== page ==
A cofactor can be:

  • metal ions: Zn 2+ (e.g. alcohol dehydrogenase), Mn2+ (e.g. arginase), Fe2+ , C 2+ , Mg2+ ,
  • organic molecules: they are often derivatives of vitamins.

According to the nature of the binding to the apoenzyme, cofactors are divided into:

  • coenzymes : an organic molecule of a non-protein nature, loosely bound to the apoenzyme molecule - it can be separated from it (e.g. NAD + , NADP + ).
  • FADH2-FBLT.png
    prosthetic groups : an organic molecule of a non-protein nature, tightly bound to the apoenzyme molecule (e.g. heme , FAD ).

See the Enzyme Cofactors page for more detailed information .

Multienzyme complex[edit | edit source]

An enzyme can be made up of a different number of peptide chains. Each chain can contain multiple domains (with the same or different enzyme specificity). If the enzyme contains multiple chains (quaternary structure), we refer to it as a multienzyme complex . Individual subunits usually have different specificities and are non-covalently linked to each other. An example of a multienzyme complex is fatty acid synthase, which catalyzes the synthesis of higher fatty acids in cells.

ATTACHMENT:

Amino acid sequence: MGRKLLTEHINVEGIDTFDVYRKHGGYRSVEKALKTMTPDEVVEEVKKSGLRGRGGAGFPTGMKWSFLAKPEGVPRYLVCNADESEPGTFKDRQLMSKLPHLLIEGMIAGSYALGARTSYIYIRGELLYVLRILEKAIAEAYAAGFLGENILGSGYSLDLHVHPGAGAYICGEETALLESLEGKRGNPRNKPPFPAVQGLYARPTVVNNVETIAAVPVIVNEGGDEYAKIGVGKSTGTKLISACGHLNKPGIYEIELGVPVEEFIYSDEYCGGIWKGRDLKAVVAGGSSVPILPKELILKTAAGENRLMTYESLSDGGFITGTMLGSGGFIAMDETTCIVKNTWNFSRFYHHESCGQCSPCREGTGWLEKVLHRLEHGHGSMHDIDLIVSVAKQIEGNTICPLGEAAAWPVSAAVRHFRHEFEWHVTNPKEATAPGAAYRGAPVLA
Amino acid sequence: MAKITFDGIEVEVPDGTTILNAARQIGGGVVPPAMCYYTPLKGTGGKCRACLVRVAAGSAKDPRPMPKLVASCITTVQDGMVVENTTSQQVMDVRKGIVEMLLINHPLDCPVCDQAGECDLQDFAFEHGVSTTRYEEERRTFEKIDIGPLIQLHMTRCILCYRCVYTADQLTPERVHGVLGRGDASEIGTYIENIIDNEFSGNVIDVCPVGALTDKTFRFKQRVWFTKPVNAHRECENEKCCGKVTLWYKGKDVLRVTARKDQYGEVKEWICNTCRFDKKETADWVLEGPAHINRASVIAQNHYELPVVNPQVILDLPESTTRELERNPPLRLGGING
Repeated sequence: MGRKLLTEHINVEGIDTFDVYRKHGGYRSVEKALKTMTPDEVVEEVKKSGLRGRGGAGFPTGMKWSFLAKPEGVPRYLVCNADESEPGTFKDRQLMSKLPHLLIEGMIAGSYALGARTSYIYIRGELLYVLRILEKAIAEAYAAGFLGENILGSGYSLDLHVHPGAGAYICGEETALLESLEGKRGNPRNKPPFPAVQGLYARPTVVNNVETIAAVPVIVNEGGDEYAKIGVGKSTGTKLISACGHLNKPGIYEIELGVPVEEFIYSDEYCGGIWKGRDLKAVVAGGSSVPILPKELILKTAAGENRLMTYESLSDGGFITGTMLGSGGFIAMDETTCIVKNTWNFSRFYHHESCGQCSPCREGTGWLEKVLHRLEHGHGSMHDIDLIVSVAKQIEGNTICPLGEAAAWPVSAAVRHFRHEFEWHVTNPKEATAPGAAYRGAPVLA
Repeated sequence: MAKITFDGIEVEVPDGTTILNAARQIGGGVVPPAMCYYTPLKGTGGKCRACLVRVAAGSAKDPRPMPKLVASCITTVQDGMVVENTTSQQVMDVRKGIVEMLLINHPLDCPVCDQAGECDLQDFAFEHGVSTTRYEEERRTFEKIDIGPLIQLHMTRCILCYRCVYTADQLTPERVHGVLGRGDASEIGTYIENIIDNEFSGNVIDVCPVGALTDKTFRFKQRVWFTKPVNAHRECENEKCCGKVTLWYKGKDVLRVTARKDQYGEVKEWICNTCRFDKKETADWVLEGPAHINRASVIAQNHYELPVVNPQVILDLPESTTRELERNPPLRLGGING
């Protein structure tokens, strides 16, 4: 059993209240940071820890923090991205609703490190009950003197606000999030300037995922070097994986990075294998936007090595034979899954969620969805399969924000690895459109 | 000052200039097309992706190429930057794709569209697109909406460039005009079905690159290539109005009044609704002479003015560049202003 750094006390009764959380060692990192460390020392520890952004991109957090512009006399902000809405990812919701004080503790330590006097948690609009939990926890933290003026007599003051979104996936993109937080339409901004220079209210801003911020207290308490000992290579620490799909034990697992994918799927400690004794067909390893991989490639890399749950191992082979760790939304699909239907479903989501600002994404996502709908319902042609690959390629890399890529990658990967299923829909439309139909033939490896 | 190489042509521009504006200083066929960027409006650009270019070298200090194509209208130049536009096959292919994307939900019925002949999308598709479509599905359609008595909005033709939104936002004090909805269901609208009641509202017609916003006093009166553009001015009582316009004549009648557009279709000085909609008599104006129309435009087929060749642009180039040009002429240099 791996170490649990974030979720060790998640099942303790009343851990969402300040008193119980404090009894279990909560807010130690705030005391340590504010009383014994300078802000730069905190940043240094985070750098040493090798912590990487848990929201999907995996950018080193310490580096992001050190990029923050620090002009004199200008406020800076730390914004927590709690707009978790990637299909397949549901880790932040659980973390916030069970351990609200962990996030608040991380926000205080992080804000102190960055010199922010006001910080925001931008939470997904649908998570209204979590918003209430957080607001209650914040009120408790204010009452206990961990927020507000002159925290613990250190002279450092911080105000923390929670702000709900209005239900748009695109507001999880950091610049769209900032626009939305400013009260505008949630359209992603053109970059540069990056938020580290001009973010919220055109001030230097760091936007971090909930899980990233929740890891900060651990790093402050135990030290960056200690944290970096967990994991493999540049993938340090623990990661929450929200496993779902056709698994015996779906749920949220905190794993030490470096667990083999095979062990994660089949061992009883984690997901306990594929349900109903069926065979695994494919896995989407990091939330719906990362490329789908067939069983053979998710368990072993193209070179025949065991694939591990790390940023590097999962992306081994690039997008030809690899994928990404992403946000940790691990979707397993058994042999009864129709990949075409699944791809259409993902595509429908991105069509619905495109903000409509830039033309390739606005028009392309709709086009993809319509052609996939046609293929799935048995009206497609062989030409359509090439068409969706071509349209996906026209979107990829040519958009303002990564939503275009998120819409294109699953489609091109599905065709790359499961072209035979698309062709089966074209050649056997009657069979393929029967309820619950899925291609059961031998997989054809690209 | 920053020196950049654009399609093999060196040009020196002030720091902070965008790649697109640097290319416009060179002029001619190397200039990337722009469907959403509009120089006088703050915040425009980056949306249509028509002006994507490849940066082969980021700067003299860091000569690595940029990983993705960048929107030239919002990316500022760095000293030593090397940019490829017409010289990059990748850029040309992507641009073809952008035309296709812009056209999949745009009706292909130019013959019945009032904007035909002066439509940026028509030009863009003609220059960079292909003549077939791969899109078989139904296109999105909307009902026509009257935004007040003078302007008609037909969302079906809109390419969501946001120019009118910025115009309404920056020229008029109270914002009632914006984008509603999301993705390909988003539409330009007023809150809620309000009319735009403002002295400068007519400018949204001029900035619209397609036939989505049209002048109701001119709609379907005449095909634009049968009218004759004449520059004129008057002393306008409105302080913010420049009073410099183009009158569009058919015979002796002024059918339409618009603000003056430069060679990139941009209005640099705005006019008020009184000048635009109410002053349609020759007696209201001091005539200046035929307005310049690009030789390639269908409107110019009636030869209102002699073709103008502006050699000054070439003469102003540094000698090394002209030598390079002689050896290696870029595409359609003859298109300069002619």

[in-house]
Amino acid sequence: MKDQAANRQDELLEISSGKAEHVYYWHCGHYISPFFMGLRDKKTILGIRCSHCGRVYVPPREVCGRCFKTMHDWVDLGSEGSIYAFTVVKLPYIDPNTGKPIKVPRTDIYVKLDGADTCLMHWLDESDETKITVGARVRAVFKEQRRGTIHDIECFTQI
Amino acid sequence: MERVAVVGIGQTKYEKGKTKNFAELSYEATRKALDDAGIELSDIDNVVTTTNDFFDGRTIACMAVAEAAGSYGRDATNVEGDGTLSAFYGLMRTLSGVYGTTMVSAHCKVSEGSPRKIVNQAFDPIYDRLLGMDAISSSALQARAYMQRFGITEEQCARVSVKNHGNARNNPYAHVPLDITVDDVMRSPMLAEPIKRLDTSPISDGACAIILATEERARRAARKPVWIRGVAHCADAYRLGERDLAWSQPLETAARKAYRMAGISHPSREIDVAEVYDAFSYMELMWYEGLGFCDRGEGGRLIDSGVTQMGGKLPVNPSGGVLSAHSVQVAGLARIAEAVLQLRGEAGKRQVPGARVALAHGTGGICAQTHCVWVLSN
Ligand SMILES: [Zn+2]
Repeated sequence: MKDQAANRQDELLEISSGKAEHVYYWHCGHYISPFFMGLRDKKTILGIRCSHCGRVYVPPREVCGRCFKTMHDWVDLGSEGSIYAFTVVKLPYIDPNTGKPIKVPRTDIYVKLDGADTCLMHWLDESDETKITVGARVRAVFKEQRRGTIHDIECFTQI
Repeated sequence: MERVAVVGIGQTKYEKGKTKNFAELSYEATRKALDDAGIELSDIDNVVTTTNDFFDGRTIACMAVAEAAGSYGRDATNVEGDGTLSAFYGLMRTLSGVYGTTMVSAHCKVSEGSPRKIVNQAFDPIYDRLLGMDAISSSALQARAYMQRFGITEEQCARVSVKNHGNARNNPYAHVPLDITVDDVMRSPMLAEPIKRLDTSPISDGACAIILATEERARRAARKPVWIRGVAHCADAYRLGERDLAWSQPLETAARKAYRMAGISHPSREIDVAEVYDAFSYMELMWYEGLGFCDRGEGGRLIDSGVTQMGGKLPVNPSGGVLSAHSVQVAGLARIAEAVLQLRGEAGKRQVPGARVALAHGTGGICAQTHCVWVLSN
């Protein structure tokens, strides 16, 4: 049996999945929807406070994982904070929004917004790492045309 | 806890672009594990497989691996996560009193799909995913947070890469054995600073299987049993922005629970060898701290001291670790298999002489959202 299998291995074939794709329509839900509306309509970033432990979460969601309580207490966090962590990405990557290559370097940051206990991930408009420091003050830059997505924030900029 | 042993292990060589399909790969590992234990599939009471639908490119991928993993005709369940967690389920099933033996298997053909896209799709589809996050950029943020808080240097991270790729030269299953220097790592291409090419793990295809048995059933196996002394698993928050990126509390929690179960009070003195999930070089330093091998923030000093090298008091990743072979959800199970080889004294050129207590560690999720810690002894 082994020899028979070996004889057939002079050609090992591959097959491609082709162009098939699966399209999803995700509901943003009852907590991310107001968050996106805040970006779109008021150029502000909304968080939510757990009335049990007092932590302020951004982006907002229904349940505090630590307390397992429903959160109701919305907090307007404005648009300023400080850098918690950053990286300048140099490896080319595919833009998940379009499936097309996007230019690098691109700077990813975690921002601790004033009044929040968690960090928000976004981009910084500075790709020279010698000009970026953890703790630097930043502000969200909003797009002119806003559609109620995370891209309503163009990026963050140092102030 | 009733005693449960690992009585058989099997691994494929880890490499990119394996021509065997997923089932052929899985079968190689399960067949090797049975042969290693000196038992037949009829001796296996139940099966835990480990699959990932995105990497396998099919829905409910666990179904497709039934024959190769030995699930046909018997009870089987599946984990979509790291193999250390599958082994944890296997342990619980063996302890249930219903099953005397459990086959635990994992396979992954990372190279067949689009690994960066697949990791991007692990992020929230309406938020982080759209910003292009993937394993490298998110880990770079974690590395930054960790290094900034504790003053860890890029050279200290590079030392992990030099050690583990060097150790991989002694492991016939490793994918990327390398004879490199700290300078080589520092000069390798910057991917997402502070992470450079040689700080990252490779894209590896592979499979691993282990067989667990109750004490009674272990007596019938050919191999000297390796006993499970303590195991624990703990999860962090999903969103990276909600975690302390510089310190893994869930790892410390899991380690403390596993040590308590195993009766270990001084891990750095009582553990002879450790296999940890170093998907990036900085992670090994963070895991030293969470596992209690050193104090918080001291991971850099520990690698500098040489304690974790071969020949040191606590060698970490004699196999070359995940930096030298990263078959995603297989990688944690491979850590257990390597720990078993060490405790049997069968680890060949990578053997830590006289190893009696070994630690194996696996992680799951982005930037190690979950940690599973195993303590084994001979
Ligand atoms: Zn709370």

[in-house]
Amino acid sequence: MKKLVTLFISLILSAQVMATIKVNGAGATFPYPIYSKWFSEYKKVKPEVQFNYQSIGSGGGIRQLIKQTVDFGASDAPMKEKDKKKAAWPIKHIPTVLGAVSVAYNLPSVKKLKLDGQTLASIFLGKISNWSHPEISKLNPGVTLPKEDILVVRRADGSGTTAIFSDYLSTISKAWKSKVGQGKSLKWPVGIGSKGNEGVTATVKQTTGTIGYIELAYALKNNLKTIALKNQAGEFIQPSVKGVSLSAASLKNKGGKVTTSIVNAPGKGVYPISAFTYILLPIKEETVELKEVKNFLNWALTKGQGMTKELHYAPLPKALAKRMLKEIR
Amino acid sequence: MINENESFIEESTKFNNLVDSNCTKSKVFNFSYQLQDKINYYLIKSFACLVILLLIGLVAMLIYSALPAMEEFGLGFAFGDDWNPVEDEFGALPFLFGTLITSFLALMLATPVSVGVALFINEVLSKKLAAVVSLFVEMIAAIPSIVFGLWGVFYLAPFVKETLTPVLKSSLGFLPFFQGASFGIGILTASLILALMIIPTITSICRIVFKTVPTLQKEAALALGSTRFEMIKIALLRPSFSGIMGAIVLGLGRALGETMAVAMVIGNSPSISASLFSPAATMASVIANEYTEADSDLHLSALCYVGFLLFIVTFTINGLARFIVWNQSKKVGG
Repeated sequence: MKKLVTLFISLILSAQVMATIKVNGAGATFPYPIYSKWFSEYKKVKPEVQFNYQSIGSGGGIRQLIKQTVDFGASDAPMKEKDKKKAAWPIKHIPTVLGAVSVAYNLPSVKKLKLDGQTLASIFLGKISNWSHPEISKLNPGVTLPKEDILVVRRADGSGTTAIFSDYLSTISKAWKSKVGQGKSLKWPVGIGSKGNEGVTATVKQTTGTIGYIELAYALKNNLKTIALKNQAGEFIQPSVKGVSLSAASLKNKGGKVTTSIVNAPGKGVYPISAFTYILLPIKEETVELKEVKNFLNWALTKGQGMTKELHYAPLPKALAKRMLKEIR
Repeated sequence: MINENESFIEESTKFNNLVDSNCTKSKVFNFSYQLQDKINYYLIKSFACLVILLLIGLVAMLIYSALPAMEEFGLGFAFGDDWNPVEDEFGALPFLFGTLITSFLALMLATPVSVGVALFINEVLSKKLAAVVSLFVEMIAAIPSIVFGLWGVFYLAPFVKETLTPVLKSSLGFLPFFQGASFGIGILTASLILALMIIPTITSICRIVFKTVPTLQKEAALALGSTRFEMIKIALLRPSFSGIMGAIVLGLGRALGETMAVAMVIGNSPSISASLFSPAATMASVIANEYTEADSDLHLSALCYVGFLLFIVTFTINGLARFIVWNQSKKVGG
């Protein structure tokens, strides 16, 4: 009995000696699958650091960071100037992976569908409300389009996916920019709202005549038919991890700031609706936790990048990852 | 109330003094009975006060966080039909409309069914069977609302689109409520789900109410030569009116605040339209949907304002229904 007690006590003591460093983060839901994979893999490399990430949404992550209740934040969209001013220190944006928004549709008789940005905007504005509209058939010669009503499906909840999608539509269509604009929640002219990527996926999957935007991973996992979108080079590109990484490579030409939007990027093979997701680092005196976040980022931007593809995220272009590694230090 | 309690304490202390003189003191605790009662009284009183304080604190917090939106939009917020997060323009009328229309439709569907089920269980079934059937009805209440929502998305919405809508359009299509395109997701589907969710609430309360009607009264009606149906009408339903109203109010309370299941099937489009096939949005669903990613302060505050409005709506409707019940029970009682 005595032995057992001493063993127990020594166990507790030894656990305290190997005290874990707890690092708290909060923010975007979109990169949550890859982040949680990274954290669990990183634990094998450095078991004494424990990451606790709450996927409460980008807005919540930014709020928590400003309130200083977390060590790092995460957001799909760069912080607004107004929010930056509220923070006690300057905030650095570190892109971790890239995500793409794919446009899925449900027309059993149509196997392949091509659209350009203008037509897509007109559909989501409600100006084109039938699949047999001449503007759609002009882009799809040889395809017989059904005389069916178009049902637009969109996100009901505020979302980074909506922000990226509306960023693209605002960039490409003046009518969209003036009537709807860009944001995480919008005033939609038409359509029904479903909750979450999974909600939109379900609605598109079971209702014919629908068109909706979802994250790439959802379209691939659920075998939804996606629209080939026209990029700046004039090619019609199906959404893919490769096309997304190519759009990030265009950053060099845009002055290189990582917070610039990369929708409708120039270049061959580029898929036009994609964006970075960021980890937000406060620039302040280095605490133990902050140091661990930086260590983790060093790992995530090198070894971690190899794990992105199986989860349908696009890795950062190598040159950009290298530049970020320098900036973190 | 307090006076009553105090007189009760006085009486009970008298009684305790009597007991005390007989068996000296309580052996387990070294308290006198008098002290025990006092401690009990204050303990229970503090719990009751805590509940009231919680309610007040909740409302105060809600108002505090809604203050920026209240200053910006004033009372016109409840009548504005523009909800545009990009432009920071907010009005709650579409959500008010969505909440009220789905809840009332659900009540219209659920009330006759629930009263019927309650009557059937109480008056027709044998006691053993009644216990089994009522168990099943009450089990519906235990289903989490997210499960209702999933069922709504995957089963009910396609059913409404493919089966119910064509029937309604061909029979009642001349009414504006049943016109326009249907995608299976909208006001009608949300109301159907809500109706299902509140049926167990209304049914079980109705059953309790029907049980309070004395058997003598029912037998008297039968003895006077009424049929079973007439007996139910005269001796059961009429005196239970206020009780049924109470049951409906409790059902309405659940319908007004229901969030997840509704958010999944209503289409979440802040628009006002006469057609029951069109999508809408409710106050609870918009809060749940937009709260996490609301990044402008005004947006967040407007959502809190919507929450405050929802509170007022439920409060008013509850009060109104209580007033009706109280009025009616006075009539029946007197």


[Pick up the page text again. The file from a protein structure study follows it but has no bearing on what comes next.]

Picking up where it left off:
Zymogens[edit | edit source]

Some enzymes (e.g. digestive) are created and secreted in their inactive form as so-called zymogens (proenzymes) . The reason is the protection of synthesizing cells from being split by the effect of active forms of enzymes. Zymogens are activated only at the point where their activity is required. Activation can, for example, take place as so-called partial proteolysis, during which a precisely defined part of the proenzyme molecule is cleaved off.

Here are two examples of this process:

  • Trypsinogen.jpg